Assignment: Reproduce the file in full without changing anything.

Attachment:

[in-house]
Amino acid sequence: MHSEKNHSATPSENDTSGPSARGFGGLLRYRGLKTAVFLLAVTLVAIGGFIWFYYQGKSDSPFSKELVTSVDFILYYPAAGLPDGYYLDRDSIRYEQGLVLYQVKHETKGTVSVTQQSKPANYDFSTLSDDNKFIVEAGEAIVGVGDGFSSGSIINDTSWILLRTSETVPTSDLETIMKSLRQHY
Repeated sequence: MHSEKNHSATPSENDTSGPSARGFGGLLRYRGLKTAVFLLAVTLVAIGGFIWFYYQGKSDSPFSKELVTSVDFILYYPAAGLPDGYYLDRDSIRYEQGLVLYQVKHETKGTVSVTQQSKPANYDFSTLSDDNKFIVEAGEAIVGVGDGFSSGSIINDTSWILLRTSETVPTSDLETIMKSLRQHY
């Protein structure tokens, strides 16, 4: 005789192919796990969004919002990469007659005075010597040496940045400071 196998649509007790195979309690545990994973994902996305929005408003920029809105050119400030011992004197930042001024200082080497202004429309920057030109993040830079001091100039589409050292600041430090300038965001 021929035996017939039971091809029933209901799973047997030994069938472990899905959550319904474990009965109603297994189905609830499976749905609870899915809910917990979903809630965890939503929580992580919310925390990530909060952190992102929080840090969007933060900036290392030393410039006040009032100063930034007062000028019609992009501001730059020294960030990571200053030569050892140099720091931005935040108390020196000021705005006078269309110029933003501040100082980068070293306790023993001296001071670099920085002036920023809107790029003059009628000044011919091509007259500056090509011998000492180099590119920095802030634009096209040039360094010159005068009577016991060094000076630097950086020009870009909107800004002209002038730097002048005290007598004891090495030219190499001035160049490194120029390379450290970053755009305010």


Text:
[in-house]
Amino acid sequence: MHSEKNHSATPSENDTSGPSARGFGGLLRYRGLKTAVFLLAVTLVAIGGFIWFYYQGKSDSPFSKELVTSVDFILYYPAAGLPDGYYLDRDSIRYEQGLVLYQVKHETKGTVSVTQQSKPANYDFSTLSDDNKFIVEAGEAIVGVGDGFSSGSIINDTSWILLRTSETVPTSDLETIMKSLRQHY
Repeated sequence: MHSEKNHSATPSENDTSGPSARGFGGLLRYRGLKTAVFLLAVTLVAIGGFIWFYYQGKSDSPFSKELVTSVDFILYYPAAGLPDGYYLDRDSIRYEQGLVLYQVKHETKGTVSVTQQSKPANYDFSTLSDDNKFIVEAGEAIVGVGDGFSSGSIINDTSWILLRTSETVPTSDLETIMKSLRQHY
């Protein structure tokens, strides 16, 4: 005789192919796990969004919002990469007659005075010597040496940045400071 196998649509007790195979309690545990994973994902996305929005408003920029809105050119400030011992004197930042001024200082080497202004429309920057030109993040830079001091100039589409050292600041430090300038965001 021929035996017939039971091809029933209901799973047997030994069938472990899905959550319904474990009965109603297994189905609830499976749905609870899915809910917990979903809630965890939503929580992580919310925390990530909060952190992102929080840090969007933060900036290392030393410039006040009032100063930034007062000028019609992009501001730059020294960030990571200053030569050892140099720091931005935040108390020196000021705005006078269309110029933003501040100082980068070293306790023993001296001071670099920085002036920023809107790029003059009628000044011919091509007259500056090509011998000492180099590119920095802030634009096209040039360094010159005068009577016991060094000076630097950086020009870009909107800004002209002038730097002048005290007598004891090495030219190499001035160049490194120029390379450290970053755009305010």